These were said to have been proposed by Osama bin Laden himself in messages couriered to Al Qaeda affiliates and partners. But the plot was foiled and oddly enough, Mumbai or even a mini-Mumbai has not been repeated elsewhere. Until now. What changed?

First, the metamorphosing ambition of ISIL, which former CIA official Patrick Skinner describes as “not just about inspiring any more, but motivating”. He says the group now seems to want to “project its terror further and more deliberately”. This is significant in the context of ISIL’s recent battlefield reverses.

Second, ISIL wants to make the main war, being waged against it in Syria and Iraq, more costly for the participating governments. The attacks in Ankara, Beirut and Paris and the alleged bomb on board the Russian flight from Sharm El Sheikh are reminiscent of the series of Chechen suicide operations in Moscow and other Russian cities in 2004. Then, the second Chechen war was raging far away in the Caucasus and the attacks were seen as a way to frighten ordinary Russians and their government into easing off.

Third, ISIL has assured access to local manpower willing to lash out at Europe for real or perceived injustices. The young westerners who joined the group and have since returned to their home countries are a dangerously live resource. France is thought to have some 500 “returnees”.

The Sunday Telegraph newspaper reports that about 60 per cent of 750 Britons who travelled potentially to join ISIL have returned. Belgium – which has sent the highest per capita number of fighters to Syria of any European country – has constantly been identifying and neutralising planned attacks on its soil. Nine months ago, after a series of raids and shoot-outs in Brussels and the town of Verviers, Belgian security forces announced that they had foiled plans by returnees to attack the police.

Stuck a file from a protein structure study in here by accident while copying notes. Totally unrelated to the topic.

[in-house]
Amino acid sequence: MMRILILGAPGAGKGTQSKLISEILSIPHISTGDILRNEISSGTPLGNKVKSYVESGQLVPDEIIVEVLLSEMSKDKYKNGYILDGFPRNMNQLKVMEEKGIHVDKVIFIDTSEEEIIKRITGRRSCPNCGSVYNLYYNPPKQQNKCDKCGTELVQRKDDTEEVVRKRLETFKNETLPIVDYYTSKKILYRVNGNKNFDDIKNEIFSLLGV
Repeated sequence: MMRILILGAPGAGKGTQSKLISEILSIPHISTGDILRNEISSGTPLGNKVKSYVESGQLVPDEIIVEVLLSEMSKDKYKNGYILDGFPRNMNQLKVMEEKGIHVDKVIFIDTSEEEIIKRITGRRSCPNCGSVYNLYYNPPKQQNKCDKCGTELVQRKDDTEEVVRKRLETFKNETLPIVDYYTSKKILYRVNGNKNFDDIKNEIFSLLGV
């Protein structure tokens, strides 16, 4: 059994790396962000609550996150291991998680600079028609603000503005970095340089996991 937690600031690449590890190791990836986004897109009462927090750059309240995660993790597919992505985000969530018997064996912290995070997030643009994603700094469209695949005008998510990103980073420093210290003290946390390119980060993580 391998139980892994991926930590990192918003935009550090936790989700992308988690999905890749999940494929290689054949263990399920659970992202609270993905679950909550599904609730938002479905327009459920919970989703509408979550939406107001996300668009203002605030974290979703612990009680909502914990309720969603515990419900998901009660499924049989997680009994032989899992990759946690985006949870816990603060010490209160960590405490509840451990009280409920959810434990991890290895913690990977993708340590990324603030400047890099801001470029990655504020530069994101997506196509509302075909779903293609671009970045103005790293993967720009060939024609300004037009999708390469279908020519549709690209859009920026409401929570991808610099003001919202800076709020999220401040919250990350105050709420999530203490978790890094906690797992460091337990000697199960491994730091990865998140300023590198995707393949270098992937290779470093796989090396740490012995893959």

At the time, Abdelhamid Abaaoud – now said to be the mastermind of the Paris carnage and who was the alleged target of a major police raid in St Denis today – managed to get away.

Last, but possibly most crucial, is what counterterrorism analyst Harleen Gambhir describes as ISIL’s accelerating campaign to “polarise western society … provoke overreactions by European governments against innocent Muslims, thereby alienating and radicalising Muslim communities throughout the continent”.

Ms Gambhir, who is with the Institute for the Study of War, a Washington think tank, quotes ISIL’s promise to destroy the “grey zone” of coexistence between Muslims and the West. “An anti-Muslim backlash will generate even more [ISIL] recruits within western societies,” she says.

There is a terrible ring of truth in this and most security experts warn that it is reasonable to expect more Paris-style attacks. Especially because of “the fragility of free societies”, as former CIA director general Michael Hayden puts it. They find it inherently unpalatable and ultimately unsustainable to use unaccountable law-enforcement measures to stamp out terrorism.

In free societies perhaps there cannot be freedom from fear – of terrorism – in the foreseeable future.